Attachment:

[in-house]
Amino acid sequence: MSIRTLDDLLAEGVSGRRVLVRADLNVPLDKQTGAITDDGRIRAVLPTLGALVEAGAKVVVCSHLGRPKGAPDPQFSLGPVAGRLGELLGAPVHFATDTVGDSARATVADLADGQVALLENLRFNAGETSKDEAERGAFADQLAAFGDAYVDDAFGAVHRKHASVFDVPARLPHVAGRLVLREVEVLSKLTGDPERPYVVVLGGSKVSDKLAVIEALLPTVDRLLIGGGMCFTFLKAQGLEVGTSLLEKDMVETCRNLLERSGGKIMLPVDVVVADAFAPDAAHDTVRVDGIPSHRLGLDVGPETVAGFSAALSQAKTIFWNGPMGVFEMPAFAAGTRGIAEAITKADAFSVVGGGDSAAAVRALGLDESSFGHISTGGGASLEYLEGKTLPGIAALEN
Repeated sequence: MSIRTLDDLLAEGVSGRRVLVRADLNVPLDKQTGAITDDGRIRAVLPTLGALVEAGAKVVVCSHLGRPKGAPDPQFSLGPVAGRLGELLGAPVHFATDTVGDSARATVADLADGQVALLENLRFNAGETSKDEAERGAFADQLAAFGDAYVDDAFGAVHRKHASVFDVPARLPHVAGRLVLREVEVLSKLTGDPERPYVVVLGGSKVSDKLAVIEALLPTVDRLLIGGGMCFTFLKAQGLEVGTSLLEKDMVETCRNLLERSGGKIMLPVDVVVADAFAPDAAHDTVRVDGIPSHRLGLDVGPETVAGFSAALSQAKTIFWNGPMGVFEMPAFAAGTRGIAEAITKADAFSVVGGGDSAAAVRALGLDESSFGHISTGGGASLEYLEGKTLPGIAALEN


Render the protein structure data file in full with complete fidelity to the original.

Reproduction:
[in-house]
Amino acid sequence: MSIRTLDDLLAEGVSGRRVLVRADLNVPLDKQTGAITDDGRIRAVLPTLGALVEAGAKVVVCSHLGRPKGAPDPQFSLGPVAGRLGELLGAPVHFATDTVGDSARATVADLADGQVALLENLRFNAGETSKDEAERGAFADQLAAFGDAYVDDAFGAVHRKHASVFDVPARLPHVAGRLVLREVEVLSKLTGDPERPYVVVLGGSKVSDKLAVIEALLPTVDRLLIGGGMCFTFLKAQGLEVGTSLLEKDMVETCRNLLERSGGKIMLPVDVVVADAFAPDAAHDTVRVDGIPSHRLGLDVGPETVAGFSAALSQAKTIFWNGPMGVFEMPAFAAGTRGIAEAITKADAFSVVGGGDSAAAVRALGLDESSFGHISTGGGASLEYLEGKTLPGIAALEN
Repeated sequence: MSIRTLDDLLAEGVSGRRVLVRADLNVPLDKQTGAITDDGRIRAVLPTLGALVEAGAKVVVCSHLGRPKGAPDPQFSLGPVAGRLGELLGAPVHFATDTVGDSARATVADLADGQVALLENLRFNAGETSKDEAERGAFADQLAAFGDAYVDDAFGAVHRKHASVFDVPARLPHVAGRLVLREVEVLSKLTGDPERPYVVVLGGSKVSDKLAVIEALLPTVDRLLIGGGMCFTFLKAQGLEVGTSLLEKDMVETCRNLLERSGGKIMLPVDVVVADAFAPDAAHDTVRVDGIPSHRLGLDVGPETVAGFSAALSQAKTIFWNGPMGVFEMPAFAAGTRGIAEAITKADAFSVVGGGDSAAAVRALGLDESSFGHISTGGGASLEYLEGKTLPGIAALEN